Why Refusing to Punish Children is Actually Ungodly

Punishment. 

Ew.  

Who likes that word? 

Nobody, that’s who. Not even me, and I’m writing this post about it.  

Nobody likes punishment because we’ve all been there, and we don’t like it. There’s a mixture of anger, indignance, and probably a little bit of guilt.  

Nobody likes punishment. Consequently, we’ve decided that it’s something children should not have to experience.  

We’ve devised terms like “discipline” and “consequences” to take the place of punishment. And we treat them differently, don’t we? I see posts and infographics every time I get on Pinterest talking about how important it is to differentiate between discipline and punishment.  

Punishment is bad. We shouldn’t punish children because it’s cruel and unfair and unhelpful.  

Discipline is …sometimes… better. It’s more meaningful and less harsh.  

 
[related reading Who’s in Charge? Putting Authority Back into the Hands of Parents]

 

I’m a Christian. Not just an occasional one. I take my faith seriously, and I take the Bible seriously.  

As such, I am obligated to look to God as the ultimate example in parenting. He is our Father in heaven, right?  

And here is my issue:

What current trends say about punishment and what the Bible says about punishment don’t match up.   

See, we like to focus on God’s love, mercy, and kindness. We sing Jesus Loves You and Jesus Loves the Little Children. We read feel-good Bible stories to our little ones before they go to bed.  

And those are all great things to do! I am all for letting kids know from an early age that God loves them and wants what is best for them. That’s absolutely true.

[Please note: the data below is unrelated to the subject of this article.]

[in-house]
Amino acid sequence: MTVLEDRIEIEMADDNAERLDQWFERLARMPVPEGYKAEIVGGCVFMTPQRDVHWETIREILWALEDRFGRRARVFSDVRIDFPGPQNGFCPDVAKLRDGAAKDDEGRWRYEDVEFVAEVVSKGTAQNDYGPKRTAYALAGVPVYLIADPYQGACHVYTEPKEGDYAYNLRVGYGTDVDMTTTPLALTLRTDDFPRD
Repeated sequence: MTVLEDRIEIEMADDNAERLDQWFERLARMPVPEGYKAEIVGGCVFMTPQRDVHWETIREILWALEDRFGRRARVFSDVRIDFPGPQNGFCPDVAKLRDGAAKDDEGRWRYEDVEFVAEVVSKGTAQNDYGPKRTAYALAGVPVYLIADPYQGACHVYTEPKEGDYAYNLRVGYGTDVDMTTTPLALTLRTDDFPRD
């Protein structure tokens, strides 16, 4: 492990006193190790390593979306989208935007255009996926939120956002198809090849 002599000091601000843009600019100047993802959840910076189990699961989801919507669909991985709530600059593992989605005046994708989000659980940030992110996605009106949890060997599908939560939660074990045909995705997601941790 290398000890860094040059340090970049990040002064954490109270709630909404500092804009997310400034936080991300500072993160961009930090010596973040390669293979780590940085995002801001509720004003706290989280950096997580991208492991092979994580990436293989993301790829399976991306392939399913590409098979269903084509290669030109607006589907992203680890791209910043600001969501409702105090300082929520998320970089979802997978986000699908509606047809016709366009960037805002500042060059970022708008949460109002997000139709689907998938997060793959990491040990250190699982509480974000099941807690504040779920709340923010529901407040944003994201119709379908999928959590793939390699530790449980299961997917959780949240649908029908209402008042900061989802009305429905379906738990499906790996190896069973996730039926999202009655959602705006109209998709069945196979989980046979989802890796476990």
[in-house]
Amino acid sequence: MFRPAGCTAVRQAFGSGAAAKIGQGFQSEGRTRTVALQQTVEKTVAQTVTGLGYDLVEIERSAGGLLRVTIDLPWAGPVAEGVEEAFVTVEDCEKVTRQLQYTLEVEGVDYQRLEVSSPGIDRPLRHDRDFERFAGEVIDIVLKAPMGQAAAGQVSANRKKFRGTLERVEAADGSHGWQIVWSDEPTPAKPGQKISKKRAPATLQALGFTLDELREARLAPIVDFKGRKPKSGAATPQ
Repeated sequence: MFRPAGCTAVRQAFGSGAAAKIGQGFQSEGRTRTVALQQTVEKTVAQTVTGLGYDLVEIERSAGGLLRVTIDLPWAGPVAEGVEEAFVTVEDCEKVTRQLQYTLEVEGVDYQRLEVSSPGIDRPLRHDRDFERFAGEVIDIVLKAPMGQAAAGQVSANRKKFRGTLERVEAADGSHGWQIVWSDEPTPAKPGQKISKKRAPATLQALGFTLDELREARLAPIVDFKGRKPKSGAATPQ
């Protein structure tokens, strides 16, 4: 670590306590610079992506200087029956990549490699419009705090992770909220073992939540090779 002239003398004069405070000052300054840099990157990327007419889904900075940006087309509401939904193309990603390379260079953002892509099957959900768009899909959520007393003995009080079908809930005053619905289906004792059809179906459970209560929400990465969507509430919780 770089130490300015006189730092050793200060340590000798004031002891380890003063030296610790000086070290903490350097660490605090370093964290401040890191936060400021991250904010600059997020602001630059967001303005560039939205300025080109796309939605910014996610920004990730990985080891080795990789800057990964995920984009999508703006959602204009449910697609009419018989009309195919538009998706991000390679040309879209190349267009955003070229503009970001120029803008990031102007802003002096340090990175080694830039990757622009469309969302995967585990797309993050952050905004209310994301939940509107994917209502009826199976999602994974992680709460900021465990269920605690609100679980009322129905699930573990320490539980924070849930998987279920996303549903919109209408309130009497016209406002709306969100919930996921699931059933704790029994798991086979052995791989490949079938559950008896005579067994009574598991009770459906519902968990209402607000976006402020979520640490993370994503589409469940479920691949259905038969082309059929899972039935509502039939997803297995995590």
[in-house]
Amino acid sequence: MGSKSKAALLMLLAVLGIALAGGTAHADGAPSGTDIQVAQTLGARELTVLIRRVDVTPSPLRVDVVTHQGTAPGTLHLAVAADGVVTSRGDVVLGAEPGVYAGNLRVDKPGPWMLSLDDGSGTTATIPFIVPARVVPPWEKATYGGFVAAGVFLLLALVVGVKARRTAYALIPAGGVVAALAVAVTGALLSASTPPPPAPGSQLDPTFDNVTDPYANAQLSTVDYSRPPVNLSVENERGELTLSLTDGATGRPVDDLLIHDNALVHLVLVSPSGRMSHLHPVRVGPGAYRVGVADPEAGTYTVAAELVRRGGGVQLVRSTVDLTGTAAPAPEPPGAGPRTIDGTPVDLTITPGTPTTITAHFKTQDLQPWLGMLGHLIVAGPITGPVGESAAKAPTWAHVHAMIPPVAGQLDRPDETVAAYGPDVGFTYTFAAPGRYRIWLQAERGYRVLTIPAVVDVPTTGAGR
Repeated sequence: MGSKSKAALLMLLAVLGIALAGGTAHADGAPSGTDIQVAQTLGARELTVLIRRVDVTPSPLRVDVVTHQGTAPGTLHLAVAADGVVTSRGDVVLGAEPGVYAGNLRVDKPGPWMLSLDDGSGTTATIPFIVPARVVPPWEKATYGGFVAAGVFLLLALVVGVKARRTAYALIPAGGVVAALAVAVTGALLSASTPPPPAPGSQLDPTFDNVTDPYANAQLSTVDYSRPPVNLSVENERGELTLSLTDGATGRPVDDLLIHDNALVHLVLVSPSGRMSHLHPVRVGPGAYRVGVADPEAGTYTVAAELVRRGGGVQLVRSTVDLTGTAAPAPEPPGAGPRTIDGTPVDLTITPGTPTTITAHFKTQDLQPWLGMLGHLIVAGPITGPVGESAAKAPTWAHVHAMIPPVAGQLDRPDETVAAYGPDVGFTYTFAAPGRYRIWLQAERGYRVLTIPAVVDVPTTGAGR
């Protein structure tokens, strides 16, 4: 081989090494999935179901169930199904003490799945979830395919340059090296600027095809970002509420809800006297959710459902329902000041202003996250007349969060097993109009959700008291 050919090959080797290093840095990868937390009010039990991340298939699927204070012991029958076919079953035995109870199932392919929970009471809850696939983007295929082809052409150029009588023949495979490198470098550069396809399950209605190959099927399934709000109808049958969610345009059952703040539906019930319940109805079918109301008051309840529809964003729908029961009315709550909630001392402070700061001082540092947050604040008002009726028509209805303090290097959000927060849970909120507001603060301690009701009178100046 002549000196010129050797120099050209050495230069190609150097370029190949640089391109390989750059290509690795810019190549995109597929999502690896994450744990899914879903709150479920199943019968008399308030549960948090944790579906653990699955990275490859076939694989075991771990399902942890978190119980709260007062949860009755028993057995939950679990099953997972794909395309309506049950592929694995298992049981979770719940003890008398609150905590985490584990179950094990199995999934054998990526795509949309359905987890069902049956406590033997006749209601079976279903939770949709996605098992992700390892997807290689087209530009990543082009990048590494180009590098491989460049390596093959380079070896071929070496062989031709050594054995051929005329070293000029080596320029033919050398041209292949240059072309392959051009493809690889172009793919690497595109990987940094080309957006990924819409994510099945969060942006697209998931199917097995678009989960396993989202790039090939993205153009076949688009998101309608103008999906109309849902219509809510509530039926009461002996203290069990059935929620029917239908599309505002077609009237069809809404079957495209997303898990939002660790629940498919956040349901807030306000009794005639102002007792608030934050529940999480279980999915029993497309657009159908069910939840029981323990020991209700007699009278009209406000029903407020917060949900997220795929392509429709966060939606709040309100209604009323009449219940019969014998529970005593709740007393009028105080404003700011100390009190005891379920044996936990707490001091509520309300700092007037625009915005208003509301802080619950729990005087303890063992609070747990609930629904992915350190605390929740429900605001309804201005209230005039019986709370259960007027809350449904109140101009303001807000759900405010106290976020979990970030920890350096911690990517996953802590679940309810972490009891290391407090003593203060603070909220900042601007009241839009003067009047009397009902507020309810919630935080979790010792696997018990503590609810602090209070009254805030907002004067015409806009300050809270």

But should we stop there? Do we only show them only one side of the coin?  

We like to hide God’s “bad” side, right? We don’t want to tell children that sometimes, God gets angry. That sometimes God gets violent. That sometimes God has to punish those precious and beloved children of his because they are being naughty.  

But the truth is, good and bad aren’t determined by our perceptions. Good is what God is. Bad is what God is not. He determines right and wrong. Not us.  

He set the world up on a reward (heaven) and punishment (hell) system.

Humans have adapted that system as well. Think about it. 

If you steal something, you go to jail. Is that natural consequences? No. It’s human-made consequences. But it still helps keep law and order in the community. 

If you speed, you pay a fine. Is there a correlation? No. But it’s a deterrent to help keep our roads safe. 

We set up our society in a smaller, less perfect imitation of the way God set up the world. Because he knows human nature. He created us, after all.  

 

Deciding that punishment is bad goes against the most perfect example we have of parenting.  

You can argue and say that natural consequences are better. I’m not going to fight you on that. Natural consequences are certainly a necessary part of learning and maturing.  

But not every negative action has a perceivable consequence. At least not immediately.  

Your child might get away with having bad manners for years before he realizes that his friends don’t want to be around him because he’s rude.  

Your child might get away with the first few lies he tells, but eventually that habit is going to get him caught.  

Your child might get away with letting mom do all the work for him, but one day he’ll realize he’s an adult who doesn’t know how to wash his own laundry or cook his own meals.  

Refusing to punish is not kind. It’s selfish. It removes the obligation of negative duty from you while depriving your child of necessary correction that will benefit them for the rest of their lives.